The Stuyvesant Storm Strikes Again

Despite the record, the Storm have had a generally successful season and the future is bright.

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By Stuyvesant Indicator

Last year’s Stuyvesant boys’ varsity basketball team, the Storm, had their most successful campaign in recent history. With an 8-4 regular season record, a playoff berth to cities, and a quarterfinal run in boroughs, the team had finally recovered from the disgruntled times of COVID. With the departure of key senior players, a lot of pressure fell on the remaining players to continue the hot streak this season, and they have.

With a 6-8 record placing them eighth in the Manhattan AAA division, the Storm were only two games off of a playoff berth, with two of their losses coming down to the last play. The team played an additional 10 non-league games in which they went 5-5.  

The season started devastatingly after the Storm lost an overtime thriller and another tight home game against the two main teams they would be fighting for a playoff spot with—Graphic Communication Arts and Bayard. A few games later, the team found themselves with a rough 2-5 record but were able to pull off an upset in an away game at Graphic Communication Arts, keeping their playoff hopes alive. However, just two games later, in a must-win matchup against Percy E. Sutton, despite a 15-point fourth quarter comeback, the Storm were unable to convert on the game-deciding play, losing 54-56 and ending their playoff hopes. But through the highs and lows, Stuy fans always showed out. Home games brought along a vibrant atmosphere in a gym full of parents, students, the cheer team, and even teachers.

While the Storm are disadvantaged in some areas, such as the average size of their players, they use their strategic ability to gain an edge over their opponents. The Storm runs a defense that focuses on protecting their interior. “We play a mixture of zone and man but mainly zone defense,” junior forward Samay Kothari said. “We tend to let teams try to beat us from outside the arc instead of getting to the rim.” Because they overcompensate by playing zone defense that focuses on defending big men around the rim, it leaves the three-point line exposed, a risk they are willing to take. They use a similar strategy when it comes to their offense. “For offense, we do a lot of off-ball movement, and a lot of our plays have to do with passing the ball into the paint and then getting it out to the guards… we also drive and kick,” Kothari said. By having Kothari, as well as senior co-captain and center David Glick and senior forward Winson Zheng bring the ball into the paint, defenders around the perimeter are brought out of position, freeing up space for the Storm’s three-point shooters. This strategy has worked as Glick, Zheng, and Kothari have averaged three, two, and five assists per game respectively, and the team has scored 76 three-pointers this season. However, their offense is not one-sided as they have a strong game across the board with Kothari, Glick, and senior guard Ichiro Goodrow, who have scored 71, 42, and 35 field goals during this season respectively.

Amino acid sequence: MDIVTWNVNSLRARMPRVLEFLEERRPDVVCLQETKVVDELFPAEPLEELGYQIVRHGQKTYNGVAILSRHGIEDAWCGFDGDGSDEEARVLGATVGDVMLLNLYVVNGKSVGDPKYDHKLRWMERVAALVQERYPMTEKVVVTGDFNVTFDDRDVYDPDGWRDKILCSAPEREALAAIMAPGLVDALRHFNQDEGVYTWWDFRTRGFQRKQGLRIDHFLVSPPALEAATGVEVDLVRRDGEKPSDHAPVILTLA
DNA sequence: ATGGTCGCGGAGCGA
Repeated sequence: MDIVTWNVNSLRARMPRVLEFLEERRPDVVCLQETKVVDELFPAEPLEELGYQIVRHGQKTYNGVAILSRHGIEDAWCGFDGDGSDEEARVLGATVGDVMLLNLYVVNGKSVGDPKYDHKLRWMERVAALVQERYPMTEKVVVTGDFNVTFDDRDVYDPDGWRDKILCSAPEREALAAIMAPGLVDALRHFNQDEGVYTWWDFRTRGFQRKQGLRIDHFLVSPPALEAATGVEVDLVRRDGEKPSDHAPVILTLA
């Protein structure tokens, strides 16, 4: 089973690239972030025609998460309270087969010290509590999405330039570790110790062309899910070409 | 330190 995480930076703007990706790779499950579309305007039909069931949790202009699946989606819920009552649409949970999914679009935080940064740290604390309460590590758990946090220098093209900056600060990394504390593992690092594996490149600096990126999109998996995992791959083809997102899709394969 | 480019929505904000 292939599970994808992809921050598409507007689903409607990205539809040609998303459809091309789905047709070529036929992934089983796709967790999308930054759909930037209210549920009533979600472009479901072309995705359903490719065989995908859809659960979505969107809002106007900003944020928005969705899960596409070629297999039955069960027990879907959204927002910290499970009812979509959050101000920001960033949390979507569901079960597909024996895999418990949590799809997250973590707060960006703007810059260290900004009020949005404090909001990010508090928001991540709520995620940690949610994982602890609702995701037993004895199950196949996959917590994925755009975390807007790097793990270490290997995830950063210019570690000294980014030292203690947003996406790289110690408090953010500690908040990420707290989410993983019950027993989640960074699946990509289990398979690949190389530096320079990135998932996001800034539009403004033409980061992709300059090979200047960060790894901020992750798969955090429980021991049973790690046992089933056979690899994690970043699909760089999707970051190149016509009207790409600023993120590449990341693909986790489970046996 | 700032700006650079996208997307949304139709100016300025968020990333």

The success that the team experiences on the court actually starts from what the team does off the court. The team doesn’t simply come in on game days to play, but also adheres to a strict practice schedule every day starting weeks before the season even begins. This practice involves improving basketball skills as well as preparing for each team the Storm plays. “Coach Sewell helps make sure that we’re improving on our weaknesses and preparing for specific teams and their players’ strengths and weaknesses,” Glick said. “He helps us watch film, understand the game, and grow our skills.” Even outside the season, Coach Sewell makes sure that the team remains fresh and is always improving as they have weight room sessions, conditioning, practice, scrimmages, and even games in out-of-school leagues. This is key to developing all of the players on the team and making sure that during the nine months where the Storm don’t play, everyone is still getting better. Though the leadership that Coach Sewell and captains Glick and Asher Jiang bring to the team is extremely valuable, it's the way that all of the players step up as leaders for the sake of the team that has led to a lot of the team’s success. “All the guys on the team help to push each other. By bringing their best, they make sure everyone else has to bring their best,” Glick said.

The seniors have done a terrific job picking up where the team before them left off but also have helped train the team’s future starters. Furthermore, the non-seniors on the team have also stepped up this year. Junior forwards Frank Zheng and Kothari have both been key players in this year’s rotation, and other juniors such as forward Ian Buchanon, guard Terrance Liao, and fan-favorite forward Vitaly Pyagay have all shown that they have the ability to compete and will continue to improve. 

For next year, the team will continue to struggle with size as forwards Zheng and Kothari are only 6’2, which is small compared to the 6’4 Glick. For the team, this means playing a different style of basketball with further emphasis on guarding the interior and getting rebounds defensively, as these are their biggest weak points, and finding and taking good shots on the exterior offensively, as this is one of their biggest strengths. Furthermore, in losing four of their five leading scorers, there is uncertainty about who will have to step up to fill the gap that is being created. However, despite these changes and challenges, the team is confident in their future: “We are going to the playoffs next year. 100 percent,” Pyagay said. With an eight month off-season to come, the team will continue to put in hard work and will be ready to take the league by Storm.